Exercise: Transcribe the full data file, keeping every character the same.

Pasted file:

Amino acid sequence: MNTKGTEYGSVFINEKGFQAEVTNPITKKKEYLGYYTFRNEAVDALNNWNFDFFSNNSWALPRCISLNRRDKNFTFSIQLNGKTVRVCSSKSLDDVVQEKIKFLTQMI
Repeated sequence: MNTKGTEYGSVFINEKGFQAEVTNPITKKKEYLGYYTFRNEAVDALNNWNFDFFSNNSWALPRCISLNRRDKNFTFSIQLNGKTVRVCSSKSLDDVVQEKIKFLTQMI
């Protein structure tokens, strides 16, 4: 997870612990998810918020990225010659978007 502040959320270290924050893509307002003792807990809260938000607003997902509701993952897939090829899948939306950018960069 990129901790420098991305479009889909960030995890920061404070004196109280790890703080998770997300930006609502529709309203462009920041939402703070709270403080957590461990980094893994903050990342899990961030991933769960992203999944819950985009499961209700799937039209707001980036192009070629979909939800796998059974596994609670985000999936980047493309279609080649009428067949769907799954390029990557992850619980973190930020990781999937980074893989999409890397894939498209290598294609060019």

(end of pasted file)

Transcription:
Amino acid sequence: MNTKGTEYGSVFINEKGFQAEVTNPITKKKEYLGYYTFRNEAVDALNNWNFDFFSNNSWALPRCISLNRRDKNFTFSIQLNGKTVRVCSSKSLDDVVQEKIKFLTQMI
Repeated sequence: MNTKGTEYGSVFINEKGFQAEVTNPITKKKEYLGYYTFRNEAVDALNNWNFDFFSNNSWALPRCISLNRRDKNFTFSIQLNGKTVRVCSSKSLDDVVQEKIKFLTQMI
């Protein structure tokens, strides 16, 4: 997870612990998810918020990225010659978007 502040959320270290924050893509307002003792807990809260938000607003997902509701993952897939090829899948939306950018960069 990129901790420098991305479009889909960030995890920061404070004196109280790890703080998770997300930006609502529709309203462009920041939402703070709270403080957590461990980094893994903050990342899990961030991933769960992203999944819950985009499961209700799937039209707001980036192009070629979909939800796998059974596994609670985000999936980047493309279609080649009428067949769907799954390029990557992850619980973190930020990781999937980074893989999409890397894939498209290598294609060019």